If you are trying to select text to create highlights or citations, remember that you must now click or tap on the first word, and then click or tap on the last word.
One moment ...
Default project is now your active project.
Project items

Items saved from this article

This article has been saved
Highlights (0)
Some of your highlights are legacy items.

Highlights saved before July 30, 2012 will not be displayed on their respective source pages.

You can easily re-create the highlights by opening the book page or article, selecting the text, and clicking “Highlight.”

Citations (0)
Some of your citations are legacy items.

Any citation created before July 30, 2012 will labeled as a “Cited page.” New citations will be saved as cited passages, pages or articles.

We also added the ability to view new citations from your projects or the book or article where you created them.

Notes (0)
Bookmarks (0)

You have no saved items from this article

Project items include:
  • Saved book/article
  • Highlights
  • Quotes/citations
  • Notes
  • Bookmarks
Notes
Cite this article

Cited article

Style
Citations are available only to our active members.
Buy instant access to cite pages or passages in MLA, APA and Chicago citation styles.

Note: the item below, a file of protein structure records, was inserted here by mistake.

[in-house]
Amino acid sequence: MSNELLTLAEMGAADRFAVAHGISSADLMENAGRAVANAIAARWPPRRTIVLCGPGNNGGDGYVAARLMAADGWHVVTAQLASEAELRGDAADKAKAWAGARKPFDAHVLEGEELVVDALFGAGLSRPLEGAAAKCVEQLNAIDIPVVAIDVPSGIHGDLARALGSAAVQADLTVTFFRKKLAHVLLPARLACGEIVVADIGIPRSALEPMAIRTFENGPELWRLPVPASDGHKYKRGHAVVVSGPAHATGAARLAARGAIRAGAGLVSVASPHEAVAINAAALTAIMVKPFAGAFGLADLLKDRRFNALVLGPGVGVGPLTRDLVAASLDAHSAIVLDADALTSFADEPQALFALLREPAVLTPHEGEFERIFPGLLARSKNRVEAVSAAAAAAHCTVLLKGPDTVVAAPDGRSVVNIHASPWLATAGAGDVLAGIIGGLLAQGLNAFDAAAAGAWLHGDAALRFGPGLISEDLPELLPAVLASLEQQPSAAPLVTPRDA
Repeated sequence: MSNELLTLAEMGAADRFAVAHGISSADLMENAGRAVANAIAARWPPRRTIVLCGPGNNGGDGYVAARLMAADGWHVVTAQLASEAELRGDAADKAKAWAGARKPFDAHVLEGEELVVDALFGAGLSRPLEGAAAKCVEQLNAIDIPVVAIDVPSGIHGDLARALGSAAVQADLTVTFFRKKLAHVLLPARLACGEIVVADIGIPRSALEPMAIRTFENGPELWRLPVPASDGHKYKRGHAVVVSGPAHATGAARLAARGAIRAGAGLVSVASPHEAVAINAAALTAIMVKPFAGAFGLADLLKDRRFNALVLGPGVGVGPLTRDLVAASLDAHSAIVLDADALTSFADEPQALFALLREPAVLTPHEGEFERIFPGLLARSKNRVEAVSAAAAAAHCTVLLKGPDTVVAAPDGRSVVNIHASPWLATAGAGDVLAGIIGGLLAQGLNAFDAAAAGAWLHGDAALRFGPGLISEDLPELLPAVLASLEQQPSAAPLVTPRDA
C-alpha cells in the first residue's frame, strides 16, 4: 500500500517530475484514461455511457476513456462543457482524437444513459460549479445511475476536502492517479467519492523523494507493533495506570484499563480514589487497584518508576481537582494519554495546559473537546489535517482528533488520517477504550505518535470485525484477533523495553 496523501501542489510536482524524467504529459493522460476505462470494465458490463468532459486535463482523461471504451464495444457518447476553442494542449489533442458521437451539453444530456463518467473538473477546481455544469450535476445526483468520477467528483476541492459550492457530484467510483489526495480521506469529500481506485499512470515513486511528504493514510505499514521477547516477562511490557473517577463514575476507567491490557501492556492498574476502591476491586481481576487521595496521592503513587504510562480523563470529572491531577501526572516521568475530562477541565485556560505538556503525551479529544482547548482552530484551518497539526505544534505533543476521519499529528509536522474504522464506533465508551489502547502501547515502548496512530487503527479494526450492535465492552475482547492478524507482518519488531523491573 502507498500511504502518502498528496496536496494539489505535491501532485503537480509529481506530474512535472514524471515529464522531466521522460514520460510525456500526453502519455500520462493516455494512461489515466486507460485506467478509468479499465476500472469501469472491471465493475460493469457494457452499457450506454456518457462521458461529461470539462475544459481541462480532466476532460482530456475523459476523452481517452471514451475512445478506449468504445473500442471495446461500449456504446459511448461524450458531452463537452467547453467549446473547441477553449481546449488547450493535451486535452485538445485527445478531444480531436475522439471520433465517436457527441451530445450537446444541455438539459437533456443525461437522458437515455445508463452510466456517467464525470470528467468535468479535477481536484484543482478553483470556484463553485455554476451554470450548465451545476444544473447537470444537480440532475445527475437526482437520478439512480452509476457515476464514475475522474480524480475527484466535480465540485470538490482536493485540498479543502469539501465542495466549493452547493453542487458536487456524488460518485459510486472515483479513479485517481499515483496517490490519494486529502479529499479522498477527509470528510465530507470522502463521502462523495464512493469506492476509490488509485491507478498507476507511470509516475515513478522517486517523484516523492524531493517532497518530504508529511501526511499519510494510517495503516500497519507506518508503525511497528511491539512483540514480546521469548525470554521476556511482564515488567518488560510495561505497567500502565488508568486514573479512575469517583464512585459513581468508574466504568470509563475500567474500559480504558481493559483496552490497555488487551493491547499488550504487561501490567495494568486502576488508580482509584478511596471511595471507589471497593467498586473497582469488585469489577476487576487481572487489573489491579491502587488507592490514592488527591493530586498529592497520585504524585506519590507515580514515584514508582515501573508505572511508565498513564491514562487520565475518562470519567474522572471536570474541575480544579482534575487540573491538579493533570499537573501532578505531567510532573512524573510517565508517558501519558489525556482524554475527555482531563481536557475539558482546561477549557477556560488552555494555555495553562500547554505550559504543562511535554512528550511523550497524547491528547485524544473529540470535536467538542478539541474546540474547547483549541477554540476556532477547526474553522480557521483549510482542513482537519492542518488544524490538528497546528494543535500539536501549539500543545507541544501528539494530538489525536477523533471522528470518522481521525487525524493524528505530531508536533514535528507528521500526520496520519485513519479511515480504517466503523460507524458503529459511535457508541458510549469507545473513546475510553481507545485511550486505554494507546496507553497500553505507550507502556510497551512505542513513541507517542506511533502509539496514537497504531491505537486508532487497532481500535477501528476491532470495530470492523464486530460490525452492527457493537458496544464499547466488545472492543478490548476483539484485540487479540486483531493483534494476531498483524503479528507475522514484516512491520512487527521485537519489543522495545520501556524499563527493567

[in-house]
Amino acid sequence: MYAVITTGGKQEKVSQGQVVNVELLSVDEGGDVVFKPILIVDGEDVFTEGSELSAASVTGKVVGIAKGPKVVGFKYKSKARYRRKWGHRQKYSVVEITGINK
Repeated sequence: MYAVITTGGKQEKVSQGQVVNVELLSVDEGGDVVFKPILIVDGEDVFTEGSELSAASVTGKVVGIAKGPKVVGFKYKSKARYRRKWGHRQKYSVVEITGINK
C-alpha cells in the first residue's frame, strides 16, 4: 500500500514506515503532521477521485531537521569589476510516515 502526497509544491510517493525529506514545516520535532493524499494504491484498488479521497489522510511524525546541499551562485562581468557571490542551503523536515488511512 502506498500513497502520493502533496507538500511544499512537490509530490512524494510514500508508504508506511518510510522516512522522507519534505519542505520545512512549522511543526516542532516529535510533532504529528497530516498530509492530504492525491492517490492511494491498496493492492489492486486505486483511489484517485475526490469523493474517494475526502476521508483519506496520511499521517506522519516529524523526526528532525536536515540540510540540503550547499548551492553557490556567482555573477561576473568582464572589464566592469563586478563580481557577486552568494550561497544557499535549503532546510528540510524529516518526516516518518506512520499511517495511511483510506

(Einhorn, 1992, p. 25)

(Einhorn 25)

1. Lois J. Einhorn, Abraham Lincoln, the Orator: Penetrating the Lincoln Legend (Westport, CT: Greenwood Press, 1992), 25, http://www.questia.com/read/27419298.

Cited article

The Mine Ban Treaty
Settings

Settings

Typeface
Text size Smaller Larger Reset View mode
Search within

Search within this article

Look up

Look up a word

  • Dictionary
  • Thesaurus
Please submit a word or phrase above.
Print this page

Print this page

Why can't I print more than one page at a time?

Help
Full screen

matching results for page

    Questia reader help

    How to highlight and cite specific passages

    1. Click or tap the first word you want to select.
    2. Click or tap the last word you want to select, and you’ll see everything in between get selected.
    3. You’ll then get a menu of options like creating a highlight or a citation from that passage of text.

    OK, got it!

    Cited passage

    Style
    Citations are available only to our active members.
    Buy instant access to cite pages or passages in MLA, APA and Chicago citation styles.

    "Portraying himself as an honest, ordinary person helped Lincoln identify with his audiences." (Einhorn, 1992, p. 25).

    "Portraying himself as an honest, ordinary person helped Lincoln identify with his audiences." (Einhorn 25)

    "Portraying himself as an honest, ordinary person helped Lincoln identify with his audiences."1

    1. Lois J. Einhorn, Abraham Lincoln, the Orator: Penetrating the Lincoln Legend (Westport, CT: Greenwood Press, 1992), 25, http://www.questia.com/read/27419298.

    Cited passage

    Thanks for trying Questia!

    Please continue trying out our research tools, but please note, full functionality is available only to our active members.

    Your work will be lost once you leave this Web page.

    Buy instant access to save your work.

    Already a member? Log in now.

    Author Advanced search

    Oops!

    An unknown error has occurred. Please click the button below to reload the page. If the problem persists, please try again in a little while.